Alankrita Shrivastava’s Dolly Kitty Aur Woh Chamakte Sitare is an example of how sexuality can be a driving force for many institutions. Women’s sexuality on this front is used as a tool to either establish or demolish ideas and institutions. Men further their capitalistic or political enterprises, exploit and operate women’s sexuality without paying heed to their autonomy. Her sexuality is monetised, monitored, moral policed and real agency is never handed over to her so she can decide for herself without being ideologically obtused by the executive forces at hand.
Alankita Srivastava had to bear extreme moral policing and censoring for her film Lipstick Under My Burkha a few years back. Since then, things have hardly taken an uphill. It’s just as bad for a woman to speak up and talk about her body without being vilified and attacked. Alankrita Shrivastava makes her film, Dolly Kitty Aur Woh Chamakte Sitare, just about that. She pervades her vision of gender politics all throughout her film and hands over the mic to women themselves. Women who attempt to take back charge of her body and decide for themselves.
Dolly and Kitty are two sisters who find themselves in the hub of Greater Noida trying to make it work in life. Dolly played by Konkona Sen Sharma is an employee at a bank, whose professional requirements go beyond just serving for the bank, which is to serve tea to her male boss.
She is a mother of two sons, one of them being a queer kid who identifies away from his gender. She wrongly attributes this behaviour stemming from her own half-etched relationship with her own mother who chose her freedom over motherhood several years ago. Her sexual relationship with her lecherous husband is strained wherein she has been convinced of her own frigidity.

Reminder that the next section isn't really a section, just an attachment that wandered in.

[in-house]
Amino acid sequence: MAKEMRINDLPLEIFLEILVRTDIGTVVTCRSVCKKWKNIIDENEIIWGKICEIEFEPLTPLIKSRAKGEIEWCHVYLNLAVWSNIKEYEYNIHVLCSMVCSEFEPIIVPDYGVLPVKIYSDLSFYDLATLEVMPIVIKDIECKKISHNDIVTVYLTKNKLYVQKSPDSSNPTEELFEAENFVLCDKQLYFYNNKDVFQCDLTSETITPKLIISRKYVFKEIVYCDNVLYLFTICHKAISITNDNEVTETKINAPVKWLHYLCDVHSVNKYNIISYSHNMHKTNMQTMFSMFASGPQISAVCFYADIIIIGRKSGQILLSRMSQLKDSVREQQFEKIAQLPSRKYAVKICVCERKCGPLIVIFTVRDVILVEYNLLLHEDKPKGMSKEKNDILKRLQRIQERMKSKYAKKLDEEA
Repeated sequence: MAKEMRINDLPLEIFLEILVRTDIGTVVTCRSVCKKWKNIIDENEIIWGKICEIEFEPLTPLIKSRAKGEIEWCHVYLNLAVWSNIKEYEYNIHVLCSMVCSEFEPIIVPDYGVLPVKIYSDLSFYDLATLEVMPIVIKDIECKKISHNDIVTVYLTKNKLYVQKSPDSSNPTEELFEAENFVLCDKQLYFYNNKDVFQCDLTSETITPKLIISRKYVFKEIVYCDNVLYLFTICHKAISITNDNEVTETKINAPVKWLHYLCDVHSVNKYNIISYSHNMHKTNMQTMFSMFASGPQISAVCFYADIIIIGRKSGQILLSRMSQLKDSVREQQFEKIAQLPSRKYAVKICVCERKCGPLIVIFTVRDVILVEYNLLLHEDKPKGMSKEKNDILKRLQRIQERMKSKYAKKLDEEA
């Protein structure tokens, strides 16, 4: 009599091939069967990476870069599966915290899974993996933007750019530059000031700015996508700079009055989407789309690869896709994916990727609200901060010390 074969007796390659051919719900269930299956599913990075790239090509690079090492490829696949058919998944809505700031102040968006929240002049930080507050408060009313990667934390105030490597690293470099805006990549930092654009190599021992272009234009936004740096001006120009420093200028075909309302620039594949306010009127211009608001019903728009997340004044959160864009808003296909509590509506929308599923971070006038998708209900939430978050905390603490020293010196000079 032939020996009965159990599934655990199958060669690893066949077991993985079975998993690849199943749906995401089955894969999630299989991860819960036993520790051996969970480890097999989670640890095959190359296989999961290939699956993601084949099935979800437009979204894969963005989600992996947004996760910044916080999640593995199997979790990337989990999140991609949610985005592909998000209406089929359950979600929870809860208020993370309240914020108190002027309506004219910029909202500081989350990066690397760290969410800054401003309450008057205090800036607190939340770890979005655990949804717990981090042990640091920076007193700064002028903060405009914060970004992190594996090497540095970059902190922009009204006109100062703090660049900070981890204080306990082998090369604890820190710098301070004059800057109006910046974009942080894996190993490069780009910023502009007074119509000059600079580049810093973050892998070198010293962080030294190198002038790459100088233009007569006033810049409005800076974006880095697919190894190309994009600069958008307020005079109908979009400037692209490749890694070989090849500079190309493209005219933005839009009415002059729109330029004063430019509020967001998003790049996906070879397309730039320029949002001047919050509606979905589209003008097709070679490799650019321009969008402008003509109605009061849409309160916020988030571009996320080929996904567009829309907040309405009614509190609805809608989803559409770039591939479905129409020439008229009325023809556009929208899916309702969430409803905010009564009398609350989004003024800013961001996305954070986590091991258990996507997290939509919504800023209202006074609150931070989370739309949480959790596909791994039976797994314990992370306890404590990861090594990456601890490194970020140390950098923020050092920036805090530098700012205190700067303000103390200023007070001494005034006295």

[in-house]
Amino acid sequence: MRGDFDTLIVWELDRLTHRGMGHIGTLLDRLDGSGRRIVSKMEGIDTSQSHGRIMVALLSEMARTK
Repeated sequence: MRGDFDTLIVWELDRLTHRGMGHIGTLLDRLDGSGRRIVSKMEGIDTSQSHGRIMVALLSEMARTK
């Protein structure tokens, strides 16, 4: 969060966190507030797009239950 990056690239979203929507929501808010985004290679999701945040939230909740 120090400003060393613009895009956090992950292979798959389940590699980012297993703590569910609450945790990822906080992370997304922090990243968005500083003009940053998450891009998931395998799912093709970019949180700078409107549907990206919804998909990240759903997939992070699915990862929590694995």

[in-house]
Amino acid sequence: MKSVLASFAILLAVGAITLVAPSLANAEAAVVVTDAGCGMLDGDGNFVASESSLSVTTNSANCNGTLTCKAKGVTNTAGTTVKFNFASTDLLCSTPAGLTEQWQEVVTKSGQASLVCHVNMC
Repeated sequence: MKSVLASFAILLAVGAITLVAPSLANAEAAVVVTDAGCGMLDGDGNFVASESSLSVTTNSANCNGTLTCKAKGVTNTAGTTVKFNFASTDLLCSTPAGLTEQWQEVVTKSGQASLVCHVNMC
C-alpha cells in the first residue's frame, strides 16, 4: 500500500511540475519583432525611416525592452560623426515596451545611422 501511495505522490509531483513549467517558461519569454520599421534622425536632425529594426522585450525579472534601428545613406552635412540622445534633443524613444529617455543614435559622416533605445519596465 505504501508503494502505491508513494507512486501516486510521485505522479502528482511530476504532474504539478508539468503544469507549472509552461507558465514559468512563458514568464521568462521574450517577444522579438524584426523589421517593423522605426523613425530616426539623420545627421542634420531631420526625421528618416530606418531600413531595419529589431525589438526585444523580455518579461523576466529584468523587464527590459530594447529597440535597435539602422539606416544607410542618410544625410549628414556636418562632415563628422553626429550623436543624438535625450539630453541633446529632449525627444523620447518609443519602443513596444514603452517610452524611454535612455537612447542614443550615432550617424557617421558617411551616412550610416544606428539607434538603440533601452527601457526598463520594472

Kitty is the small town girl who having walked out of a non-consensual marriage, is looking for ways to make it big in Greater Noida. She is not afraid to walk out, so she doesn’t stop walking out unless she gets where she wants. She leaves her first job at a factory to land up in a call center that “sells romance”. She is aware of how she needs to channel her sexuality to make her sale in the present job, and despite being reluctant at first, she later accepts and owns it up as her choice.
Both sisters happen to find their love interest in men outside their husband and jobs.
Alankrita Shivastava shows how Dolly, being a product of the same patriarchal structure, does not approve of her sister’s apparent vibrant life and they bond over booze and broken hearts only when they find themselves on the margins of a system run by men.
The pervading idea of capitalised sexuality encompasses even the remoter areas in Alankrita Shivastava’s film, such as the living accommodation for girls that runs a business to shelter surrogate mothers, a place that monetises on something as basic as fertility. In a climactic scene in the film, a giant effigy of a clitoris is shown being destroyed by a political mob comprising of right-wing Hindutva hooligans, wherein Alankrita Shrivastava explicitly symbolifies how female sexuality in itself is an object of denigration and abuse in real life.
Dolly Kitty Aur Woh Chamakte Sitare is most definitely political in its vision, just how it is meant to be. Alankrita Shrivastava issues relevancy to the recent political events of the state imposed terror rooted in religious fundamentalism, visible especially in the state of Uttar Pradesh.
Alankrita Shrivastava renders her film to the celebration of sexuality and takes it how it comes, monetised or not.